Today, financial advisors may find themselves acting as a conduit for a client’s financial beliefs and their financial behavior, bridging the gap between an expressed emotion and a financial decision. While this may take some practice, the return on investment is established trust, better understanding of the client, and implementation of a truly holistic financial plan. Overall creating long-term value for your clients.
Applying the Psychology of Financial Planning to Deepen Your Client Relationships
To truly connect with your clients, the first step is learning about your client’s financial background. It’s easy to go through the steps of collecting quantitative information to run the numbers; but collecting qualitative information, such as financial socialization and your client’s core values, may help prioritize goals and inform client behaviors moving forward.
Listening is really at the core of discovery. You want to create space for clients to share their story: Where are they now and where do they want to be, and why? Financial professionals should keenly listen for how they can help.
There are several opportunities in the financial planning process that may naturally lead to deeper client discovery:
- Client Onboarding and Intake Forms. First impressions matter, the initial intake and client meeting set the tone for the client-advisor relationship. When dealing with couples, the relationship can be a source of money conflict. Understanding if each client feels safe to share will help you create transparency when in a couples/family setting. Consider adding a self-assessment or activity that is aimed at uncovering financial beliefs and values. Think about what questions you ask, as well as how you ask them. It is important not trigger shame, anxiety, or other underlying emotions through the client intake process.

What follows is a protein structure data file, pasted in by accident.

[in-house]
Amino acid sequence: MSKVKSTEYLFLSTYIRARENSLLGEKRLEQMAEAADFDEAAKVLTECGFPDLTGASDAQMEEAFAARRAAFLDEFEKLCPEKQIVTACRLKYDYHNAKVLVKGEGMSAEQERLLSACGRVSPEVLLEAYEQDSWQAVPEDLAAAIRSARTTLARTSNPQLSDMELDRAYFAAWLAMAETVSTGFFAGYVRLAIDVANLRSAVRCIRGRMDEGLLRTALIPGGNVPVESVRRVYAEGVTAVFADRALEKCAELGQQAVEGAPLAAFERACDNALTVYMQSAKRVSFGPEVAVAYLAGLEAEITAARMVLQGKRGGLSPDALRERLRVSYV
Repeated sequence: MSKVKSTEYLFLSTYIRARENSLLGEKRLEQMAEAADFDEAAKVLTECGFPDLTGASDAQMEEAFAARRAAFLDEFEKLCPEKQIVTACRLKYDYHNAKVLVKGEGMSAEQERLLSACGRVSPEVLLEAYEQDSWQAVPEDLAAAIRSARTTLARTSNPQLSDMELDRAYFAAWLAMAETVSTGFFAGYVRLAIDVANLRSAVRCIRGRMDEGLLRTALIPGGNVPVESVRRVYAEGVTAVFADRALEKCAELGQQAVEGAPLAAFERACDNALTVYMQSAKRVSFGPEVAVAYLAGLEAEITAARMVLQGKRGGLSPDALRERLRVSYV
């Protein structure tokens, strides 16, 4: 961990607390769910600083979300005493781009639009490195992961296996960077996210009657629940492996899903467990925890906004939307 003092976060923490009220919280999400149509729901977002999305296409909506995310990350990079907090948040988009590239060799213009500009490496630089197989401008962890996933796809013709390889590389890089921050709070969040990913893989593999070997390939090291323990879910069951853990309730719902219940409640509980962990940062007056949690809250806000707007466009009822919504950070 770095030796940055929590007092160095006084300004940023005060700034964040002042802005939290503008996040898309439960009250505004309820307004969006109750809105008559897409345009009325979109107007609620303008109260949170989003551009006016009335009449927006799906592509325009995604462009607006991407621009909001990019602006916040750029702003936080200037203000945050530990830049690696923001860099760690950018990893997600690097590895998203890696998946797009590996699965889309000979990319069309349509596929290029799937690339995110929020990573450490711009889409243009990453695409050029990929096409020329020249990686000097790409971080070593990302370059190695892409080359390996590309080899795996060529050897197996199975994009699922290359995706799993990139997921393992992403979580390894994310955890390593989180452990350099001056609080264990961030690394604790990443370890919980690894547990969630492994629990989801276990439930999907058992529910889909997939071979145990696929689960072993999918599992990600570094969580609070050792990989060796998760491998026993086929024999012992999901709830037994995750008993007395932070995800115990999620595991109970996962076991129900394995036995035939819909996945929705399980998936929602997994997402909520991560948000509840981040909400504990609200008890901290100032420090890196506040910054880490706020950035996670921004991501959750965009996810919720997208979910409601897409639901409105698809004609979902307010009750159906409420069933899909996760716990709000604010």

- Assessment of Risk Tolerance and Capacity. A risk tolerance assessment is designed to measure how much risk the client can handle emotionally, while risk capacity is how much risk the client can handle financially. While these two topics may appear similar it is necessary to educate the client on the key distinctions. Understanding the client tolerance for risk will help inform various areas of the financial plan (e.g., investments, financial goals, etc.).
- Determining Client Goals. When discussing goals with clients, try talking about them without any numbers. Many clients may not know how much they should save for retirement. Asking, “What does retirement look like to you?” may help you learn more about what that experience means to them. This is an opportunity to unveil true emotional goals that will help move their financial plan into action.
Additionally, the use of client-facing financial planning technology can further facilitate discovery and relationship building. When a client has access to their full financial picture—spending, savings, how well they are managing a budget—as well as their long-term financial plan at their fingertips, they become more involved in the process.
Through active monitoring, the client may gain a better understanding of their own financial behaviors (e.g., spending habits) while the planner may use this information to find opportunities to provide counseling, or additional financial education, in a timely and responsive manner.